In Good Hands 12.9.–5.12.2020
What does the past of handicrafts look like in the eyes of modern designers, and what kind of inspiration can be drawn from the collection at the museum? The designers invited to the In Good Hands exhibition have had the chance to explore the extensive archives, founded in 1879, of the Friends of Finnish Handicraft at the Design Museum. After this they have created their works in dialogue with the archive materials.
Based on the archives, visual artist Hanna-Kaisa Korolainen, fashion designer Henna Lampinen, sculptor Matias Liimatainen, and game designer Henri Tervapuro created new works and products that combine traditional handicraft techniques, various materials, and technology. The exhibition was on display at the Design Museum from early 2020, and will move to the Craft Museum of Finland in Jyväskylä between September 12 – December 5, 2020. The artists of the Jyväskylä exhibition are joined by illustrator and designer Anna Alanko, who designed her pieces for the exhibition after examining the Friends of Finnish Handicraft swatches stored in the Craft Museum of Finland collection.
As one of Finland’s oldest design companies, the original aim of the Friends of Finnish Handicraft was to collect popular textiles, come up with new applications for their designs, and to bring to life forgotten textile traditions. The Design Museum archives comprise ca. 6,500 textile samples, watercolour sketches, and wovens from the late 19th century to the 1990’s. Parts of the Friends of Finnish Handicraft archives are also stored in the Craft Museum of Finland collections.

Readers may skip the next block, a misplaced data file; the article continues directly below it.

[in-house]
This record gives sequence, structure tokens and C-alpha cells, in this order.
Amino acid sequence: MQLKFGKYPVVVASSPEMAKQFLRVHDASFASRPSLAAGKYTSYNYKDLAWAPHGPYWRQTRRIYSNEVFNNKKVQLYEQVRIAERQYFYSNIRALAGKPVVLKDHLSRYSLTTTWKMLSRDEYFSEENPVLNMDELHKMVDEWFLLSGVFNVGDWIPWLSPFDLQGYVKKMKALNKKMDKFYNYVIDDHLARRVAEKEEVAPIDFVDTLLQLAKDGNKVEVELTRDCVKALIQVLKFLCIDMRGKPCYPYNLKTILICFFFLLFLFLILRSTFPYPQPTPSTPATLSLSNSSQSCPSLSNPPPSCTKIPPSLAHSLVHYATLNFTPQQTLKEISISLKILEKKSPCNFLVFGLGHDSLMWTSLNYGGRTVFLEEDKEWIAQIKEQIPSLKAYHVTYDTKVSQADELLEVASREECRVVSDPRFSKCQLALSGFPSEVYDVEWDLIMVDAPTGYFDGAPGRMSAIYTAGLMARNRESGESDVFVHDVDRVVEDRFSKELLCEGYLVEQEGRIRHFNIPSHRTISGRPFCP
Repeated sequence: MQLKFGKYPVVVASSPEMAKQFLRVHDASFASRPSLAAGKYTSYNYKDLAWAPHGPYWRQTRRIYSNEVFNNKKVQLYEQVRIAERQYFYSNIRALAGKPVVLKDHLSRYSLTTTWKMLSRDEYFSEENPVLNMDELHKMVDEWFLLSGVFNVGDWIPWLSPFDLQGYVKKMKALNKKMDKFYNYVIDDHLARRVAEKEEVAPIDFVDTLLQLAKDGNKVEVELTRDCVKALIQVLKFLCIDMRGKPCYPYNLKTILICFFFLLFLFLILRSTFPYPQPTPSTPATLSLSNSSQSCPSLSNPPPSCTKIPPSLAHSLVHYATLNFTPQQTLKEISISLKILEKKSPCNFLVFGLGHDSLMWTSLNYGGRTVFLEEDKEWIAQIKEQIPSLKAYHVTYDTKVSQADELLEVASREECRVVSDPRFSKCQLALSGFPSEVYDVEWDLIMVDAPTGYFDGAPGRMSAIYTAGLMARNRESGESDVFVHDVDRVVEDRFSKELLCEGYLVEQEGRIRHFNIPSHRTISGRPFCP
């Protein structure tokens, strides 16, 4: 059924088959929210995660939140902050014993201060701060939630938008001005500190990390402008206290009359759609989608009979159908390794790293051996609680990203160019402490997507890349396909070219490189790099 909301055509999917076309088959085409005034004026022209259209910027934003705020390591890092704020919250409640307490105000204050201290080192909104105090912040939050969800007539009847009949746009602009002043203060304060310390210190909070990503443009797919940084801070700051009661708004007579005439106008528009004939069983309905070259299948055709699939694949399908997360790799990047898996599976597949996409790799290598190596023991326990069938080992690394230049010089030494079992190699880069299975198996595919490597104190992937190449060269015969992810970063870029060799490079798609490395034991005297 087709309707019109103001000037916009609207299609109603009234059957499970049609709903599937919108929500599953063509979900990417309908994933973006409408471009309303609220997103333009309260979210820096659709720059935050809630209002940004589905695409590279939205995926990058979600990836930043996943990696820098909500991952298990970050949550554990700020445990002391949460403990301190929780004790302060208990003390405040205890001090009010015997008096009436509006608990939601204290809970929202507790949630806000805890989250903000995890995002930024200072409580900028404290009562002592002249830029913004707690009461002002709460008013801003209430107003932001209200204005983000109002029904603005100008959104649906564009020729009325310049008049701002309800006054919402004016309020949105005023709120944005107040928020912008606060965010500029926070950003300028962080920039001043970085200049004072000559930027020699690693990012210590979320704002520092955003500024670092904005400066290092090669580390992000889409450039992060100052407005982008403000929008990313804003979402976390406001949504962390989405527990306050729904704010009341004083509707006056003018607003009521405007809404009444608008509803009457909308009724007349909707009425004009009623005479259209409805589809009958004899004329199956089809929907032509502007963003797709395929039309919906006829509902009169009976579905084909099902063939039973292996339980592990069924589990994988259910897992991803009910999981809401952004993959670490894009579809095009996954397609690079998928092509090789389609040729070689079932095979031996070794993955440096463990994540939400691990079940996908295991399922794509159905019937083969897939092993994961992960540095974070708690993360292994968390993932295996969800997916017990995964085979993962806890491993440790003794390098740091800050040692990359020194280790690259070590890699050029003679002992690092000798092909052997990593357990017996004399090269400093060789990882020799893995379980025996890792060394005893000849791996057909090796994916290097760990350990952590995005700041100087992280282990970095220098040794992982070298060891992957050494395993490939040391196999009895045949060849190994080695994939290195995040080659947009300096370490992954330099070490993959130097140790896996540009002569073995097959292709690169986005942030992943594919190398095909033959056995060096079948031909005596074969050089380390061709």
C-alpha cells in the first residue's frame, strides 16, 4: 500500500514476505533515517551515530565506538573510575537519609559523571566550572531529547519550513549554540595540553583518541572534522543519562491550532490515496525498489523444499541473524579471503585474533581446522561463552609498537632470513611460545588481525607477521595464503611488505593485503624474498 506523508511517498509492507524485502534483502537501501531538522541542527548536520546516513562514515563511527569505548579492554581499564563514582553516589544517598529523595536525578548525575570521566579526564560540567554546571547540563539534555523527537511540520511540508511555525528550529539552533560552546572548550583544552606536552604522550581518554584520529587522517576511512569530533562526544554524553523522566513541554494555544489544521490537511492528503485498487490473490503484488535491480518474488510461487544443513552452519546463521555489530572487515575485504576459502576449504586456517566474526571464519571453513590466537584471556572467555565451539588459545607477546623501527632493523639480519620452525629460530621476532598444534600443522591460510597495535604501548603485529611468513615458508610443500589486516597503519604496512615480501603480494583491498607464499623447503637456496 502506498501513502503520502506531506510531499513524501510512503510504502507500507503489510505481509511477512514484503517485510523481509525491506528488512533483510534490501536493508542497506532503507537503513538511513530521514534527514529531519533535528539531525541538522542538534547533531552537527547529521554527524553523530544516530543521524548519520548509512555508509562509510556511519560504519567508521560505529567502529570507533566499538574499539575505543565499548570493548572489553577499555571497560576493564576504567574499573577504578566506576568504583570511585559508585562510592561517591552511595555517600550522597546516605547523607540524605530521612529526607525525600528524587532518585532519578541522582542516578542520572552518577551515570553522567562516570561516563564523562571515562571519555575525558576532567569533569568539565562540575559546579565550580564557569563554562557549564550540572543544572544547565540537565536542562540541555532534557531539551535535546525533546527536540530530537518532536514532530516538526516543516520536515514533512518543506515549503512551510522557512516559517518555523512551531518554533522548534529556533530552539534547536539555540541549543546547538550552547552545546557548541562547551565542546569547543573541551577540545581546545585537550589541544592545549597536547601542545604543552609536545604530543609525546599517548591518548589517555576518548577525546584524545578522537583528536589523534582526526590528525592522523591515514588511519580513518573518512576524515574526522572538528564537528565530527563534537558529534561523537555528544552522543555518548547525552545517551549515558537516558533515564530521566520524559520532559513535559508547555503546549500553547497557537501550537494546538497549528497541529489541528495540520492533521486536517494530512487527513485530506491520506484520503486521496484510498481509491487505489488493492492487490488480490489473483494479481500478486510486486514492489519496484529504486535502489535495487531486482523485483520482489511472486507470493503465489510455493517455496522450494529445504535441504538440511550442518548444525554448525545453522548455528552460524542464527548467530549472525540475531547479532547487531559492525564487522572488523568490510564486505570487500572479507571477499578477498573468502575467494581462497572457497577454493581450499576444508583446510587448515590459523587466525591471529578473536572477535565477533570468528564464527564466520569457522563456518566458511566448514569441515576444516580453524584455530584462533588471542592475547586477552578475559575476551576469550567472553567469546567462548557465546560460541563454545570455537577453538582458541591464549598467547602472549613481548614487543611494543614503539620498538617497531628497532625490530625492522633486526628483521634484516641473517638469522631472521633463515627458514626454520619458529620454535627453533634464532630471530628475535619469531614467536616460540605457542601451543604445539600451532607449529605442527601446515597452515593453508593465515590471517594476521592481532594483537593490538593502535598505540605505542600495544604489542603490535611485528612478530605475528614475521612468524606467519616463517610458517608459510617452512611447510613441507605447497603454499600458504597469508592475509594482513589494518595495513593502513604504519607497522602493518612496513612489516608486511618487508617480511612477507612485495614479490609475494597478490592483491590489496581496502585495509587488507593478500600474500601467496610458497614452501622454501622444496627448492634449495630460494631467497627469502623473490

The In Good Hands exhibition will also showcase some of the Friends of Finnish Handicraft's best-known rya rug designs, such as the Akseli Gallen-Kallela -designed rya rug Liekki (Flame), Jarl Eklund’s Lokki (Seagull) rya rug, and rya rugs by Impi Sotavalta. In addition, collector Tuomas Sopanen will lend the Vihreä aamu (Green Morning) rya rug by Uhra Simberg-Ehrström to the exhibition.
The works of illustrator and designer Anna Alanko from Helsinki are characterised by dreamlike atmospheres and rich textures. In her work, Alanko daringly combines different techniques and plays with organic and digital contrasts. Alanko has designed patterns for Nordic and Japanese clothing and textile companies, such as VIMMA, Tiger of Sweden, Svensson, Borås Tapeter, Isetan, and Senshukai.
”In my pieces for the In Good Hands exhibition, I wished to underline the role and hand of anonymous contributors, the physical movement behind the embroidered patterns, and the meditative process related to working with one’s hands”, Alanko explains the underlying idea of her work. ”The key visual element in my pieces is the graphical line/thread in its various forms. In the animations, the line lives, squirms, grows, and shrinks in hypnotic movements. In the three-dimensional piece, the different line elements are layered and distorted when you examine them from different angles.”
The exhibition’s curators are artist and reseacher Riikka Latva-Somppi and Kieran Long, director for ArkDes, Sweden's National Centre for Architecture and Design in Stockholm.
”People often say that handicraft skills are based on silent knowledge. Knowledge that is experiential and bodily, yet hard to verbalise. The Friends of Finnish Handicraft archives are not only a historical, visual, and material treasure trove, but also a concrete register of silent knowledge. In the material and digital works of the exhibition, the traditional handicraft properties of craftsmanship, usability, and decorativeness are complemented by narrative and experiment”, states Latva-Somppi.
Master of Fine Arts Amanda Hakoköngäs works as the coordinator for the exhibition.